US Chamber of Commerce Sends Delegation to China to Discuss Trade — But Who Are They Helping?

The US Chamber of Commerce sent a delegation to China this week in an attempt to undermine President Trump’s trade negotiations with the communist regime.

The Chamber has been at odds with President Trump’s attempts to reign China in from its illegal trade practices. Millions of US jobs have been lost to China since the US opened its doors to the regime decades ago. President Obama lectured Americans that these jobs are not coming back. President Trump is working to make trade with China a level playing field.

The Chamber has not been supportive of President Trump’s actions with China nor to American workers.


The U.S. Chamber of Commerce and the China Center for International Economic Exchanges (CCIEE) today kicked-off a high-level dialogue to discuss leading economic and commercial policy issues in U.S.-China relations, including trade, two-way investment, energy, healthcare, and innovation policy.

The discussions are led by U.S. Chamber Executive Vice President and Head of International Affairs Myron Brilliant and CCIEE Chairman and Former Vice Premier Zeng Peiyan, and include top business leaders and senior government officials from both countries.

Today’s meeting comes at a critical juncture in the U.S.-China relationship, not only for the bilateral relationship and economic growth, but also for the global economy. The ongoing, tit-for-tat tariffs and escalations in other areas between the world’s two largest economies are placing a significant drag on economic growth and business confidence.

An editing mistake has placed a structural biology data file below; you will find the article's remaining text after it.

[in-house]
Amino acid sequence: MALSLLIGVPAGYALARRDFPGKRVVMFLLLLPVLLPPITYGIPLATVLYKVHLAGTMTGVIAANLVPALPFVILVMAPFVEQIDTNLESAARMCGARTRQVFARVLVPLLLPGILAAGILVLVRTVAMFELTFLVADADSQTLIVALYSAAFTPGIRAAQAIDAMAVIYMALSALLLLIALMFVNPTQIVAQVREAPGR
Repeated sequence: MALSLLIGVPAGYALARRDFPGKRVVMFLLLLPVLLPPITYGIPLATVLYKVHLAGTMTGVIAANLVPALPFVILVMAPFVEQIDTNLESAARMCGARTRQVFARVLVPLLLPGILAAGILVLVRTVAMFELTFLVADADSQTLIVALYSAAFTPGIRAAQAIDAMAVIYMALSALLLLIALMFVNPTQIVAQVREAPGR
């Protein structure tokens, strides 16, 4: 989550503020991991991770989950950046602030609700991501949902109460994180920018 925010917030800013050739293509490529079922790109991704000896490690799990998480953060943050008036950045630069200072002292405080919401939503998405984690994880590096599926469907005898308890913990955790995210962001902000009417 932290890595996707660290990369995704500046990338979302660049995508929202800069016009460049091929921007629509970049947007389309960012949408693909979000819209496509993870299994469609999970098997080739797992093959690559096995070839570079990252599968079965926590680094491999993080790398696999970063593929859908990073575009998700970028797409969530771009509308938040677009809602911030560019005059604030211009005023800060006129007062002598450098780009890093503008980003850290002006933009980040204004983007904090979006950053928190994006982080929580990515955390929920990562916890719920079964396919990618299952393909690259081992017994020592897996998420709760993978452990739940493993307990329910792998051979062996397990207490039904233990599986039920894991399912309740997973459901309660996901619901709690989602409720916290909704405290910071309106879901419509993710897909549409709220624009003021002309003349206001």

“The uncertainty produced by U.S.-China trade tensions is exerting significant downward pressure on both economies,” said Brilliant. “The time is now to strike a deal that addresses the U.S.’s legitimate concerns about market access, forced technology transfer, subsidies, and digital trade, while concurrently removing punitive and retaliatory tariffs.”

For nearly ten years, the Chamber and CCIEE have brought together leaders from the business community in both countries – supported by both governments – to discuss important policy issues in U.S.-China relations. This year’s dialogue in Beijing is more important and timely than ever as ministers from both sides are set to resume trade negotiations next month in Washington, D.C.

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